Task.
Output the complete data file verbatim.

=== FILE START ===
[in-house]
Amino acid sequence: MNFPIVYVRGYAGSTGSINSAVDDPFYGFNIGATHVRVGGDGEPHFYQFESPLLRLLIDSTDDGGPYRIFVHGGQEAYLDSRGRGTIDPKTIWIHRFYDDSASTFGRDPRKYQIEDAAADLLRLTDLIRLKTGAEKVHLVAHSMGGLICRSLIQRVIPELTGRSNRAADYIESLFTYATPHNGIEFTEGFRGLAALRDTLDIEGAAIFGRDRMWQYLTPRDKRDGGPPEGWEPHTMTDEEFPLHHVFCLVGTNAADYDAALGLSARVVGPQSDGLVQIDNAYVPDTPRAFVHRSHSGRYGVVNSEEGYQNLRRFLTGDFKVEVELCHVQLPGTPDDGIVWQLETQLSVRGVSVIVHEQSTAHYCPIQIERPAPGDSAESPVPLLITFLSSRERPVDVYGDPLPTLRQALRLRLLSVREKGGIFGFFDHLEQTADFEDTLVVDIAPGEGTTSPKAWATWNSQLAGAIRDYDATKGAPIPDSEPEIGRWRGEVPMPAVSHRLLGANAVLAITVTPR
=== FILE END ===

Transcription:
[in-house]
Amino acid sequence: MNFPIVYVRGYAGSTGSINSAVDDPFYGFNIGATHVRVGGDGEPHFYQFESPLLRLLIDSTDDGGPYRIFVHGGQEAYLDSRGRGTIDPKTIWIHRFYDDSASTFGRDPRKYQIEDAAADLLRLTDLIRLKTGAEKVHLVAHSMGGLICRSLIQRVIPELTGRSNRAADYIESLFTYATPHNGIEFTEGFRGLAALRDTLDIEGAAIFGRDRMWQYLTPRDKRDGGPPEGWEPHTMTDEEFPLHHVFCLVGTNAADYDAALGLSARVVGPQSDGLVQIDNAYVPDTPRAFVHRSHSGRYGVVNSEEGYQNLRRFLTGDFKVEVELCHVQLPGTPDDGIVWQLETQLSVRGVSVIVHEQSTAHYCPIQIERPAPGDSAESPVPLLITFLSSRERPVDVYGDPLPTLRQALRLRLLSVREKGGIFGFFDHLEQTADFEDTLVVDIAPGEGTTSPKAWATWNSQLAGAIRDYDATKGAPIPDSEPEIGRWRGEVPMPAVSHRLLGANAVLAITVTPR